According to the paper "Estimating the prevalence and career longevity of prostitute women" (Potterat et al., 1990), the number of full-time equivalent prostitutes in a typical area in the United States (Colorado Springs, CO, during 1970–1988) is estimated at 23 per 100,000 population (0.023%), of which fraction some 4% were under 18. The length of these prostitutes' working careers was estimated at a mean of 5 years. A follow-up paper entitled "Prostitution and the sex discrepancy in reported number of sexual partners" (Brewer et al., 2000) goes on to estimate a mean number of 868 male sexual partners per prostitute per year of active sex work, and offers the conclusion that men's self-reporting of prostitutes as sexual partners is seriously under-reported.
A 1994 study found that 16 percent of 18 to 59-year-old men in a U.S. survey group had paid for sex (Gagnon, Laumann, and Kolata 1994).
A number of reports over the last few decades have suggested that prostitution levels have fallen in sexually liberal countries, perhaps because of the increased availability of non-commercial non-marital sex.
Roughly speaking, the possible attitudes are:
- abolition: "prostitution should be made to disappear"
- "prostitution is immoral and prostitutes and their clients should be prosecuted": the prevailing attitude in much of the United States with a few exceptions like Nevada.
- "prostitution is a sad reality of exploitation of the prostitutes, especially women, but prostitutes should not be criminalized", the current situation in Turkey.
- regulation: prostitution may be considered a legitimate business; prostitution and the employment of prostitutes are legal, but regulated (with respect to health etc. concerns); the current situation in the Netherlands, Germany and parts of Nevada.
- legalization: "prostitution is a victimless crime, and should be made completely legal so that it is no longer an underground activity, allowing the normal checks and balances of society and existing laws to apply"
- decriminalization: "prostitution is labor like any other. Sex industry premises should not be subject to any special regulation or laws" such as in Australia and New Zealand. Proponents of this view often cite instances of government regulation under legalization that they consider intrusive, demeaning, or violent, but feel that criminalization adversely affects sex workers.
In some countries, there is controversy regarding the laws applicable to sex work. For instance, the legal stance of punishing pimping while keeping sex work legal but "underground" and risky is often denounced as hypocritical; opponents suggest either going the full abolition route and criminalize clients or making sex work a regulated business.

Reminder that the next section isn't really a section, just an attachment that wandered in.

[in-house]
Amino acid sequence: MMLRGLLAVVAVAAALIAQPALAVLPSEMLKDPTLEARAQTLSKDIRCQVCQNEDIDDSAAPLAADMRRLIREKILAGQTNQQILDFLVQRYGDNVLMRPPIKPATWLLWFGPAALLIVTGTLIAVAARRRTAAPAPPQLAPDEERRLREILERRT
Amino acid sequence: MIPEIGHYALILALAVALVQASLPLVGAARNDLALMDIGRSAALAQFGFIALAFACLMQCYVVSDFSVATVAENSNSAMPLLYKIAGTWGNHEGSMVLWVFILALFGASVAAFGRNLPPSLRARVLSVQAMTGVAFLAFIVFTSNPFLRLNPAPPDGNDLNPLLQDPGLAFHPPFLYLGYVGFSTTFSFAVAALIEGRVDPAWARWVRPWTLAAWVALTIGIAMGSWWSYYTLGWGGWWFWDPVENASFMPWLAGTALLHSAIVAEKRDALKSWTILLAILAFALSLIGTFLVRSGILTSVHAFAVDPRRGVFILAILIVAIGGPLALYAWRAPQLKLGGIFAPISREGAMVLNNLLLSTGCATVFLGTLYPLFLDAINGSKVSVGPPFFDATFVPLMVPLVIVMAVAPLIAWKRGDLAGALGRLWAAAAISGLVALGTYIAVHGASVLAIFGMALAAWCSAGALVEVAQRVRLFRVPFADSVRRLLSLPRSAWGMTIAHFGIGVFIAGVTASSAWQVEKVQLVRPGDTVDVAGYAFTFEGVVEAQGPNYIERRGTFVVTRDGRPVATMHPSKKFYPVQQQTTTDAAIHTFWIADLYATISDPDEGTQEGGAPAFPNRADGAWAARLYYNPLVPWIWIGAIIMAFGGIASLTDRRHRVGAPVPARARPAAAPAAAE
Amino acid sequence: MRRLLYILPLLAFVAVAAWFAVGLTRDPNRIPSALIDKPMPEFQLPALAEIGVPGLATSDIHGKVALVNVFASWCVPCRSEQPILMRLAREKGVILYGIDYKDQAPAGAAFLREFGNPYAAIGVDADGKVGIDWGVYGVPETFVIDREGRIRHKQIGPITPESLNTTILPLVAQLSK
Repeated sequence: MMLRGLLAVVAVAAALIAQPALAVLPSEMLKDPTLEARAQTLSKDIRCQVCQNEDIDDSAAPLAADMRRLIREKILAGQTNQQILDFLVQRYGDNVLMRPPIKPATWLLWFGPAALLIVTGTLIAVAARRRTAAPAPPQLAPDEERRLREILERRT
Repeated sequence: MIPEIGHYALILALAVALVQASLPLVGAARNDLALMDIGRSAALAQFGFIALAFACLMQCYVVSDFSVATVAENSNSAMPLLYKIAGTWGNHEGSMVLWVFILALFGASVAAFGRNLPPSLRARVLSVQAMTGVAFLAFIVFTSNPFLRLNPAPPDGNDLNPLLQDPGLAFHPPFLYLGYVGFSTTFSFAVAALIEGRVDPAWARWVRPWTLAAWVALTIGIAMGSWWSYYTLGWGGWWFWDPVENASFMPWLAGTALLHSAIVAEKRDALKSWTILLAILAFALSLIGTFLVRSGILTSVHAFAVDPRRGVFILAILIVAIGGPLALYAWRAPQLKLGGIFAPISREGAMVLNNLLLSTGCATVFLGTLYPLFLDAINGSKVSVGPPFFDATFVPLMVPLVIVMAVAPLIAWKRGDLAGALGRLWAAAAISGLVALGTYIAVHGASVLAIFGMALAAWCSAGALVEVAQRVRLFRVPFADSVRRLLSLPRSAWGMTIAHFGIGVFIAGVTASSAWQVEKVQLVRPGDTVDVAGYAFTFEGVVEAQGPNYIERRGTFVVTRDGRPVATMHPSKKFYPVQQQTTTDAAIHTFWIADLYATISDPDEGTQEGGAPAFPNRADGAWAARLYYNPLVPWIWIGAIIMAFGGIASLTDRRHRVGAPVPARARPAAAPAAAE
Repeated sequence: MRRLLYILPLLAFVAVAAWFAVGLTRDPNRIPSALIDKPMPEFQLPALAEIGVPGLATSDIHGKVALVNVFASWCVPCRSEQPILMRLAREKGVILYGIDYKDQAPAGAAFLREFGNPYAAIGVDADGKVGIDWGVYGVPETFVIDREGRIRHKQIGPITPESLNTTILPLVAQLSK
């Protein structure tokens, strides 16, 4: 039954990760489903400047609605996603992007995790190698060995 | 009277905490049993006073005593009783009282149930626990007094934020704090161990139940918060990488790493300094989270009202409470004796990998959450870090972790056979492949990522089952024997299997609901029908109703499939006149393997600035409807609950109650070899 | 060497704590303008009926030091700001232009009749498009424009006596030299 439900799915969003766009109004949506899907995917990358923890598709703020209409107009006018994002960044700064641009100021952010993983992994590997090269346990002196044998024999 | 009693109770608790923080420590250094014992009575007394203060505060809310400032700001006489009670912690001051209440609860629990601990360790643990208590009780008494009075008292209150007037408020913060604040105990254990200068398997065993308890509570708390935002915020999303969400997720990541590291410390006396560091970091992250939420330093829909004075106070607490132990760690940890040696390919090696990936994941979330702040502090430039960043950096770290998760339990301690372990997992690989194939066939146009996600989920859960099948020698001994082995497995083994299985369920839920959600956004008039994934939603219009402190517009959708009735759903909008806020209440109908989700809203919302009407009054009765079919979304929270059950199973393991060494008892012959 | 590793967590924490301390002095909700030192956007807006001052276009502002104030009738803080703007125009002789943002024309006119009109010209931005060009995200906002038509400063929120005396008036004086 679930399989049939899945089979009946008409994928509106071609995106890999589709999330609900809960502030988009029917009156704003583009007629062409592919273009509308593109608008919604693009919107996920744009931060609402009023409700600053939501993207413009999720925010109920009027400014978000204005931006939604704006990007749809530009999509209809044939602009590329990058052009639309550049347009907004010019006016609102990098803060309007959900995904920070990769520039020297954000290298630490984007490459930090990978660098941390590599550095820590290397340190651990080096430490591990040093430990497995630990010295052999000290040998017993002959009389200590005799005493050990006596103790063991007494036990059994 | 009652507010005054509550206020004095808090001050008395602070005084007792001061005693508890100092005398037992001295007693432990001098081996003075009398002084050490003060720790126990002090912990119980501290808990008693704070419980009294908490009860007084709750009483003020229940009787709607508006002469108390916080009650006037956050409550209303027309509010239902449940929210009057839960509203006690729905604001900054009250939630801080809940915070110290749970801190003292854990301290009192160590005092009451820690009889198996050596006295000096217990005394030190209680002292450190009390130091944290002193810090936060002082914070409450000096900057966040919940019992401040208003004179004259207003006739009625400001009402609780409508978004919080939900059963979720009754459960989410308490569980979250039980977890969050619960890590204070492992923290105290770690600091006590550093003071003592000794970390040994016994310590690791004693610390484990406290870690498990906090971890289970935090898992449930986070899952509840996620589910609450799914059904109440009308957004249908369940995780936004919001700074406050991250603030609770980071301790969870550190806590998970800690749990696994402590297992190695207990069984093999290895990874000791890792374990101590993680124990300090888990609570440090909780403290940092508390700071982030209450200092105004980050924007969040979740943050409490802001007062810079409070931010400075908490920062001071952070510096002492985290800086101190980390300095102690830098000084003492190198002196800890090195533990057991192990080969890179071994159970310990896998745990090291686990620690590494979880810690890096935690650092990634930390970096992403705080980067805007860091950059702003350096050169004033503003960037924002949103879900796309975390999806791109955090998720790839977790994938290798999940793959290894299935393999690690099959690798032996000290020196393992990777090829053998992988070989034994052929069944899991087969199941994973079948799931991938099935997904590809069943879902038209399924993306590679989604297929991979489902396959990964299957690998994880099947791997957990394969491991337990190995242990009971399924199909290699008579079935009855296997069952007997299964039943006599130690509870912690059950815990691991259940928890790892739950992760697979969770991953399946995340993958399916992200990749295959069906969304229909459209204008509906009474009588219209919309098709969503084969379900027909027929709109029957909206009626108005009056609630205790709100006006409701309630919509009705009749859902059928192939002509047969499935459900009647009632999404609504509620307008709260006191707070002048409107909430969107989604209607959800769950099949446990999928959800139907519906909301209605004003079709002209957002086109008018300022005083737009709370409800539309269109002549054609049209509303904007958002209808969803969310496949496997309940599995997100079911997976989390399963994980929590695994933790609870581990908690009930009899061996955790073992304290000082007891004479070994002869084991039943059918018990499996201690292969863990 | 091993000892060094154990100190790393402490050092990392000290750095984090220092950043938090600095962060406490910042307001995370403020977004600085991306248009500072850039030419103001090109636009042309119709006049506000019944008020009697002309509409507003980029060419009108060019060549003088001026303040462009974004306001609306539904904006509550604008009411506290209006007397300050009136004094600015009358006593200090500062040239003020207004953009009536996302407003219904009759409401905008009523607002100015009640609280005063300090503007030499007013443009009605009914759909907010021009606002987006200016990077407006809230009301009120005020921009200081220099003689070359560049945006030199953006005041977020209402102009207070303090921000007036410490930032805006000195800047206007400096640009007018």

Many countries have sex worker advocacy groups which lobby against criminalization and discrimination of prostitutes. These groups generally oppose Nevada-style regulation and oversight, stating that prostitution should be treated like other professions. In the United States of America, one such group is COYOTE (an abbreviation for "Call Off Your Old Tired Ethics") and another is the North American Task Force on Prostitution. In Australia the lead sex worker rights organisation is Scarlet Alliance, . International prostitutes' rights organizations include the International Committee for Prostitute's Rights  and the Network of Sex Work Projects .
Other groups, often with religious backgrounds, focus on offering women a way out of the world of prostitution while not taking a position on the legal question.
This section is a stub. You can help by . In areas where prostitution is illegal, sex workers are commonly charged with crimes ranging from pandering to tax evasion. Their clients can be charged with solicitation of prostitution. Prosecution for various other sex crimes can be sought against the client and pimps depending on such things as the age of the prostitute and the nature of the act performed.
Since most prostitutes are women, prostitution is a significant issue in feminist thought and activism. Some feminists argue that the act of selling sex need not inherently be exploitative, but that attempts to abolish prostitution - and the attitudes that lead to such attempts - lead to an abusive climate for sex workers that must be changed. In the new discourse, the redefinition of prostitution as "sex work" saw the development of the sex worker activism movement, comprising organisations such as the Australian Prostitutes Collective and COYOTE.